Maynardville and Chelsea Village – a reprieve in the midst of Wynberg
A few of my friends have been talking about Maynardville Park of late. It seems that the park has undergone something of a facelift and the children’s play area in particular is now definitely worth a visit. Besides, we’re all waiting in anticipation for the next outdoor production of Shakespeare.
Maynardville Park is in on the corner of Church and Wolfe Street in Wynberg, for those of you who haven’t been there, with one of the main entrances at the end of Wolfe Street, which runs through Chelsea Village. Chelsea Village, also known as Old Wynberg Village and Little Chelsea (although it has no ‘official’ name on the map), is a gorgeous little strip of prettily preserved historic buildings filled with décor shops, café’s, an old-fashioned and rather prominent red postbox, and all the trappings of a typical little English Village – bouganvillea and climbing roses predominate.
The village apparently got its name from the many artists, interior decorators and furniture designers who made the village their home during the 1950s because it reminded people of London’s rather bohemian Chelsea. Neither Chelsea in London, nor Wynberg’s little village, are bohemian any longer. Properties here are worth a lot more than the average struggling artist can afford, but the village has maintained an element of bohemian chic, and the furniture designers and interior decorators persist, in amongst a collection of restaurants, pubs and business.
The village is heritage-rich and a walk round the lovely interlinking lanes and four major roads in Chelsea are charning and a wonderful way to spend a morning.
Maynardville Park acts in many ways as a green buffer zone for Chelsea, protecting it from the vroom and zoom of Main Road Wynberg. It is a large park with beautiful gardens, huge trees and, of course, the open air theatre – apparently there has been a different Shakespearian play staged here since 1956 – quite a tradition, and one not to be missed.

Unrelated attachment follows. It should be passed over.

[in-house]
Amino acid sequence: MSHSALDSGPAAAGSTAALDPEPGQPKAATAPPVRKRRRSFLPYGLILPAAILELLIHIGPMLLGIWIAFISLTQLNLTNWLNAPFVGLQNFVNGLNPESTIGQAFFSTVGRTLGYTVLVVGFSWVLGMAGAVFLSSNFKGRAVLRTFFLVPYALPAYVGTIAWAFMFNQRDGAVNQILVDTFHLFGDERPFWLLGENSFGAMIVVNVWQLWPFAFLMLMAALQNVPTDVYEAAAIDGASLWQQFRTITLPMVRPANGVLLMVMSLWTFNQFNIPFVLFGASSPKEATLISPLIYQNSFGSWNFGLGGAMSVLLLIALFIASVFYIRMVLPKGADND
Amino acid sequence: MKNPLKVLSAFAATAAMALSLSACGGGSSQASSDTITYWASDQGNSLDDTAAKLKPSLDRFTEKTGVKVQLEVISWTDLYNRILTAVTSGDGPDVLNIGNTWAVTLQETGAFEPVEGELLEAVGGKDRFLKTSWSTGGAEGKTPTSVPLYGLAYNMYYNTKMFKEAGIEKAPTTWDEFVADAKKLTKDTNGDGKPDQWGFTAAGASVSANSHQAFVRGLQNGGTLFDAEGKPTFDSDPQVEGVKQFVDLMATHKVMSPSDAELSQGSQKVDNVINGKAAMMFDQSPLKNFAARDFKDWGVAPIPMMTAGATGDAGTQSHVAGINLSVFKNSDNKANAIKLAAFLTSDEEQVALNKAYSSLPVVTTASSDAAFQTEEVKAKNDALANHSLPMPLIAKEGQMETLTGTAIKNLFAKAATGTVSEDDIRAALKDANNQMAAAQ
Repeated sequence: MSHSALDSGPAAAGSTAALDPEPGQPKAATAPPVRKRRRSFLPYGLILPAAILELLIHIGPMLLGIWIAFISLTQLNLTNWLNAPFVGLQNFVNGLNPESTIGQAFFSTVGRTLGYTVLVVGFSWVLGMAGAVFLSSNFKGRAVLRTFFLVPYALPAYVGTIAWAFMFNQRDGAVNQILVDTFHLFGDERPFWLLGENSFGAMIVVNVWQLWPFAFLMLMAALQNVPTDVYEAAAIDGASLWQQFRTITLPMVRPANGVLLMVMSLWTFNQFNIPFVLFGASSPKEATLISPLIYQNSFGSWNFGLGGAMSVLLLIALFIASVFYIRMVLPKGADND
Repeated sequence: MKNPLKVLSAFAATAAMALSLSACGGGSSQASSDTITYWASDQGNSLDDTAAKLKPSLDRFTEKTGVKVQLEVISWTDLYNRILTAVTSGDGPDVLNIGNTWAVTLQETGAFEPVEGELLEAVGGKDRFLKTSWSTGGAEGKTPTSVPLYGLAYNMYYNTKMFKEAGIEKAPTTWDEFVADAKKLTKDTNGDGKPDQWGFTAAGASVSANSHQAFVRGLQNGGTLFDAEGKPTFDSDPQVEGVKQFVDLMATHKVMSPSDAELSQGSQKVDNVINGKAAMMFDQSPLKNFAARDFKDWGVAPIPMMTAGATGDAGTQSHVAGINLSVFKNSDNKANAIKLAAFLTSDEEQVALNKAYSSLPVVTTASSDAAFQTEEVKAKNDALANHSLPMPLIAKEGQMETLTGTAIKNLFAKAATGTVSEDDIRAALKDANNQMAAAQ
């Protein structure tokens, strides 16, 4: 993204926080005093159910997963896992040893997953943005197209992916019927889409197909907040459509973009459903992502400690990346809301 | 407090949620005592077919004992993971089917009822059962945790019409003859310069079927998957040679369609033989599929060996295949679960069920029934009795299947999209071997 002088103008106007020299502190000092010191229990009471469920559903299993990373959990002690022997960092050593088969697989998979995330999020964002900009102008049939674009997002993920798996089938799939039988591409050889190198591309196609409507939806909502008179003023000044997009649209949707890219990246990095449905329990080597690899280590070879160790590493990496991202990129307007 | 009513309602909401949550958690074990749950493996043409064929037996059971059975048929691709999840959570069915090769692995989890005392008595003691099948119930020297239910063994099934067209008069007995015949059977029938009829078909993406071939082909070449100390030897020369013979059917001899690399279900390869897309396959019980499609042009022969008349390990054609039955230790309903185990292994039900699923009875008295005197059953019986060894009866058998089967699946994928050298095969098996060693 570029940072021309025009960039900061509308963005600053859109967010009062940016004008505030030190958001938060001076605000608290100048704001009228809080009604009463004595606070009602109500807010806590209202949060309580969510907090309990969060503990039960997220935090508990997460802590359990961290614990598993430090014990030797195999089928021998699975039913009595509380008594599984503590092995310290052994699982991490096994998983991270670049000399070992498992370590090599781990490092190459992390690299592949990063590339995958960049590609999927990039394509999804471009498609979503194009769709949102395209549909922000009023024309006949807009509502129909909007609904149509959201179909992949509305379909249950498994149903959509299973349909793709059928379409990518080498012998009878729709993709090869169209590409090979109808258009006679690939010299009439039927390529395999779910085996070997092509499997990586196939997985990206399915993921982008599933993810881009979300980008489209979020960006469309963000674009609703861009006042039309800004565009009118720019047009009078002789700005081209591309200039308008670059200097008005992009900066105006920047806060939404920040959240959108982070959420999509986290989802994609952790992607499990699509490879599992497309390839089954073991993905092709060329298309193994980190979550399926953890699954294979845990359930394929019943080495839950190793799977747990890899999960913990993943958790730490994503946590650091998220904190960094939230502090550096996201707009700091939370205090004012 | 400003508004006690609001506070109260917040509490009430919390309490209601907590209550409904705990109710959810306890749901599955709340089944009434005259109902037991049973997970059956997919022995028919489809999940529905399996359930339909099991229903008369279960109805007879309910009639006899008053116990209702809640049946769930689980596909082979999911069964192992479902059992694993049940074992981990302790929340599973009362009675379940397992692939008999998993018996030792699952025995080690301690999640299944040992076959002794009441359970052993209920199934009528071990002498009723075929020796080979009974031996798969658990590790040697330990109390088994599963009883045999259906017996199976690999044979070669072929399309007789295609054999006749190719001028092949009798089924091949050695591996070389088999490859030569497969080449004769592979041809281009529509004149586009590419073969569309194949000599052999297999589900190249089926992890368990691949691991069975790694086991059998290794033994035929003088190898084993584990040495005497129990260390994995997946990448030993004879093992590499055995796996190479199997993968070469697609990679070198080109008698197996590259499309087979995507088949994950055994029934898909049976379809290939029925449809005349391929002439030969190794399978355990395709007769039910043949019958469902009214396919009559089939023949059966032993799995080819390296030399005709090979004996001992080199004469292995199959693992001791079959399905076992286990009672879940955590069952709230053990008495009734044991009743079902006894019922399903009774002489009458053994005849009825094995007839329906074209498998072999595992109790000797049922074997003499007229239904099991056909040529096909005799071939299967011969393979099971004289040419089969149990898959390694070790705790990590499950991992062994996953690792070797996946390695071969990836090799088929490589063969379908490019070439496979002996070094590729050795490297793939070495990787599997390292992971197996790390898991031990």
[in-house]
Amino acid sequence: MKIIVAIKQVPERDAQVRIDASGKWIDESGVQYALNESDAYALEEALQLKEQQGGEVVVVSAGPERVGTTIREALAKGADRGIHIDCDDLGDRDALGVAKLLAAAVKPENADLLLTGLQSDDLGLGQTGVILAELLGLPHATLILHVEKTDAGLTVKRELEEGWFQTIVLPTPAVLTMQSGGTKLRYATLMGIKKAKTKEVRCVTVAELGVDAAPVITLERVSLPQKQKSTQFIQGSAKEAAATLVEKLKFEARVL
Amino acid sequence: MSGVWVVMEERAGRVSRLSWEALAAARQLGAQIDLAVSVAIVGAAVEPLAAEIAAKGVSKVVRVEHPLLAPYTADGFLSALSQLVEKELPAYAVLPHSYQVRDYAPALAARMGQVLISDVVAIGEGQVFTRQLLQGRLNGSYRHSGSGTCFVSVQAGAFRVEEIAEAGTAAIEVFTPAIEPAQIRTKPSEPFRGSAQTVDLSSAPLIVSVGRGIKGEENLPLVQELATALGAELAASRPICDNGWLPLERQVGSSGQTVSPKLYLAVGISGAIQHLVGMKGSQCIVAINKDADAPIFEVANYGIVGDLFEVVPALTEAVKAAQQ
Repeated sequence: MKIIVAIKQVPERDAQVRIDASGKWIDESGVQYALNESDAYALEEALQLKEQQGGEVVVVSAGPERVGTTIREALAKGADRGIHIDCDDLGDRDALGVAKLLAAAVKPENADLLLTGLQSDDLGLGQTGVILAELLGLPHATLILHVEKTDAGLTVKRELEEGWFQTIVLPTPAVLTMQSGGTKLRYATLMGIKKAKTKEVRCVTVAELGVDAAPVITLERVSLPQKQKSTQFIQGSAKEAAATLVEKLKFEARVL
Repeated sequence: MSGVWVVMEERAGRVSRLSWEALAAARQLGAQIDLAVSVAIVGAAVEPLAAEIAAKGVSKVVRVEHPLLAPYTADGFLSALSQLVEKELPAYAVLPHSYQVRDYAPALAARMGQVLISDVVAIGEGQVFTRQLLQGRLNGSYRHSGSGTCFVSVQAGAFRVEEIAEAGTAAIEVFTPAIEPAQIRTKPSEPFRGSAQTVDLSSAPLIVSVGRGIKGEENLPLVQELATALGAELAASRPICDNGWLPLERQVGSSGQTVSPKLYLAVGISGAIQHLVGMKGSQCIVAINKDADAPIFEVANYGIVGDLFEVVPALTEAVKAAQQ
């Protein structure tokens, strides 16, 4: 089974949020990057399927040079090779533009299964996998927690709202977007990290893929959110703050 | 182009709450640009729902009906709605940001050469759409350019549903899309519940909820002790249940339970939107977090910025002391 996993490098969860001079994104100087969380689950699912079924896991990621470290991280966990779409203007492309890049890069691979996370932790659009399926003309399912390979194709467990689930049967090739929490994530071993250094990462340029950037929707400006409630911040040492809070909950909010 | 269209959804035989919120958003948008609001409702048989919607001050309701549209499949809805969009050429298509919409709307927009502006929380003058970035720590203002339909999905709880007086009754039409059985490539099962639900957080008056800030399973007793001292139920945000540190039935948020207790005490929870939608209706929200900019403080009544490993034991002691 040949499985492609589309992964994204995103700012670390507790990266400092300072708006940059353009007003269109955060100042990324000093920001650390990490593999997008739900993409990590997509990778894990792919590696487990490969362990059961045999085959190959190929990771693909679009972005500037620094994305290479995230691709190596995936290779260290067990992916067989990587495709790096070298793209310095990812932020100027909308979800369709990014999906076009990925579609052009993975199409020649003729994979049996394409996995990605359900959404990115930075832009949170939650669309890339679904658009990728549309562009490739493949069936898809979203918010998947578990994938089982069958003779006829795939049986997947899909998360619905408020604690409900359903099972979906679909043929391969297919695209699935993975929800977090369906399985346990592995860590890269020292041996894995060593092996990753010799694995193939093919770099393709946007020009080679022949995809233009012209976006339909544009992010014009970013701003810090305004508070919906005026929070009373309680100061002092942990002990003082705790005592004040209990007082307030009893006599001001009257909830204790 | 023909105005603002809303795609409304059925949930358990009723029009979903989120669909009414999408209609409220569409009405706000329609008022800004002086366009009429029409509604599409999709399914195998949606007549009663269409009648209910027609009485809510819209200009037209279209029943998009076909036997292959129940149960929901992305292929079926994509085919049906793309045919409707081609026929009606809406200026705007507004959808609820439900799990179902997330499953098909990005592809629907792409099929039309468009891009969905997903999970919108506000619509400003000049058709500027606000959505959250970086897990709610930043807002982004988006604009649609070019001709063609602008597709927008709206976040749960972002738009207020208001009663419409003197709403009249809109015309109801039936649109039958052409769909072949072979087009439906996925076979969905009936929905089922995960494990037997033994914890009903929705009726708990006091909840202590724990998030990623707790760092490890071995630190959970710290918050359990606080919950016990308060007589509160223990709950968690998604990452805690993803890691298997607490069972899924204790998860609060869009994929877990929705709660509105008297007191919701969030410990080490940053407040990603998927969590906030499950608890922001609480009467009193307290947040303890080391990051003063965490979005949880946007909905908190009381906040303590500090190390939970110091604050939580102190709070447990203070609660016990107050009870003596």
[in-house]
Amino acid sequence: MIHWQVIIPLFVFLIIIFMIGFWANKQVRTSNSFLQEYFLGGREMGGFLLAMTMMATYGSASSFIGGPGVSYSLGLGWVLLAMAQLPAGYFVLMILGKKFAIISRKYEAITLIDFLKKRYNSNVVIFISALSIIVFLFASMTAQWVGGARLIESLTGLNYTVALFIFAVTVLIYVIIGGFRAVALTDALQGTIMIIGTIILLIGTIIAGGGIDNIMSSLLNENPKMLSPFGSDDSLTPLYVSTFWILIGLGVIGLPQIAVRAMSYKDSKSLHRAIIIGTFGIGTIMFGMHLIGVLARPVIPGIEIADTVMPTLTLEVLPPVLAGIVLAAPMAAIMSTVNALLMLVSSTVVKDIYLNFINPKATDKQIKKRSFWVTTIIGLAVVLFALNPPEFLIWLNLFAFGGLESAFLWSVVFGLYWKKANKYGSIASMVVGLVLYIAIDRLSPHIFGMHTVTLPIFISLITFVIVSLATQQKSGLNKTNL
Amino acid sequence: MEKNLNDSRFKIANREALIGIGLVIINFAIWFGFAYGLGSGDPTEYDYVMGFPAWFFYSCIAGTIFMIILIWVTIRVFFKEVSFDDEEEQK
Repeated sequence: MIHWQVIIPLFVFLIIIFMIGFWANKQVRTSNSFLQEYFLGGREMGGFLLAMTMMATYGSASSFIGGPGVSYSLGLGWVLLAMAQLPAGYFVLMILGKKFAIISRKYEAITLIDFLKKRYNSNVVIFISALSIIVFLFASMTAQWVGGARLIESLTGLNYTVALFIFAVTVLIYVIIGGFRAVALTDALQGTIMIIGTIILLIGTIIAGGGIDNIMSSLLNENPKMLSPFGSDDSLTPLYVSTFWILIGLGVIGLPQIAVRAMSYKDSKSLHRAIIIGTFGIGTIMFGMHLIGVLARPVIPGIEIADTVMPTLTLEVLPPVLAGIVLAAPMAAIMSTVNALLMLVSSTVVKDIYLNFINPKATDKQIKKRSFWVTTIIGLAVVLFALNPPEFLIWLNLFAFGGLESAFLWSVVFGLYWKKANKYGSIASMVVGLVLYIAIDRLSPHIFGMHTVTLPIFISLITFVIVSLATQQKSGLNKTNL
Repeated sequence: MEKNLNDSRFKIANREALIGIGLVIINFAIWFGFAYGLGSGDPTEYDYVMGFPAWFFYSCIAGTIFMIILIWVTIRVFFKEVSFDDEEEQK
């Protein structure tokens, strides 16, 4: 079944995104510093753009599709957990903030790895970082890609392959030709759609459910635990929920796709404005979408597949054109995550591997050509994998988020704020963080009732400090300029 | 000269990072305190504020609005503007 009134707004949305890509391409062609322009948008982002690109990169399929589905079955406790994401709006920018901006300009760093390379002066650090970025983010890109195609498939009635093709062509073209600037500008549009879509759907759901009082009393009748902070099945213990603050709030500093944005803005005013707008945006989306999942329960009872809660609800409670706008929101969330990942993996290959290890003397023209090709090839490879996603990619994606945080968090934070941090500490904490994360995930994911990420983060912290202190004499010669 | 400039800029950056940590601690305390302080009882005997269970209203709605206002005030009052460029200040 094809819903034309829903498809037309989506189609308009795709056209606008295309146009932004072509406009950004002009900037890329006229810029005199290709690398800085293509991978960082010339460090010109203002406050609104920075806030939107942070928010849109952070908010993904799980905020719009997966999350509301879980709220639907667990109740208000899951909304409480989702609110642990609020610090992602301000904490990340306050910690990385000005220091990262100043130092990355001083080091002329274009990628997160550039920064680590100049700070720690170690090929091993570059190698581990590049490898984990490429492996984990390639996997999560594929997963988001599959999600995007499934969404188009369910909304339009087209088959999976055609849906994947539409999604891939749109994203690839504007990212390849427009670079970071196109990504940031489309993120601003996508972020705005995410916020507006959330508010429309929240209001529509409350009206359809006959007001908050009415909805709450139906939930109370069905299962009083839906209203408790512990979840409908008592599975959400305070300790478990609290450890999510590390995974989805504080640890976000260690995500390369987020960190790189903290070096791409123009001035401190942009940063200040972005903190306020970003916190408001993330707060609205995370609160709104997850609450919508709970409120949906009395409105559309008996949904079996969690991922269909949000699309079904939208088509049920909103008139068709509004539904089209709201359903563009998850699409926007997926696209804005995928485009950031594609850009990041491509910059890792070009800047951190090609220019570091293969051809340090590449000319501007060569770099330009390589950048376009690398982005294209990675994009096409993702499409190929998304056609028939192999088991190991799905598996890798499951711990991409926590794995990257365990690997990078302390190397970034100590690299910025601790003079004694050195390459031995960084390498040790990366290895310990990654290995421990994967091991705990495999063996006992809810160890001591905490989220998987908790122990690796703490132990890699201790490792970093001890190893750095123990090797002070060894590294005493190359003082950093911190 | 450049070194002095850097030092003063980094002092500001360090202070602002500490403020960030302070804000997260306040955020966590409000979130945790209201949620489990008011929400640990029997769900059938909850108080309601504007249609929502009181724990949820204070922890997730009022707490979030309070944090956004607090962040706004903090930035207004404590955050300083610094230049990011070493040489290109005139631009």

The reason the park is receiving added attention by my friends with children is that it is in the process of undergoing an R805 000 upgrade, which began in February this year, and includes a new timber play area as well as refurbished equipment from the old playground. The new playground is just the beginning. By all accounts there are plans to convert Maynard Cottage, which lies on the corner of Wolfe and Piers Road entrance closest to Wynberg village, into a restaurant, which should definitely add to the buzz about the park. The Wynberg library is apparently to be incorporated into the park, and the Rozendal Cottage is also to be upgraded.
The beautiful trees in the park are the legacy of what was once a fine Victorian garden. It was planted when collecting exotic trees was the thing to do if you were one of the elite in Cape Town and the Maynard/Farmer family, resident in what was known as the Maynard’s Villa (it subsequently burnt down, was rebuilt and then later demolished by the municipality), commissioned a horticulturist all the way from Kew Gardens to landscape the garden. Thus mediterranean cork oak trees lie side-by-side with swamp cypress trees and beautiful, lemon-scented gum trees, creating a rather magnificent canopy that contributes in no small part to the magic of the Shakespearean evenings.
And the Shakespeare? Two rather imaginative and enthusiastic South African actresses, Cecilia Sonnenberg and René Abrenson, decided during the 1950s that the old archery lawn held a certain allure for them as a magical setting for Shakespeare. Today it is one of the best-loved outdoor theatre venues in the Cape with a 720-seater wooded theatre setting that attracts around 20 000 visitors a year, including countless school children who have, year after year, often enjoyed their setwork at Maynardville.
The first production of Shakespeare was Taming of the Shrew, which ran to a packed house for a month and set the tone for things to come. In 1975 Cecilia and René joined forces with CAPAB for five years, and since their retirement, the Drama department of Artscape has kept the theatre filled to capacity. Audiences can look forward to Anthony and Cleopatra in 2010, due to run from 13 January to the 13 February, and from 14 Jan until 21 Feb, the Firebird Ballet puts in five performances.
All of this makes me itch to pay the park a visit. Soon, soon …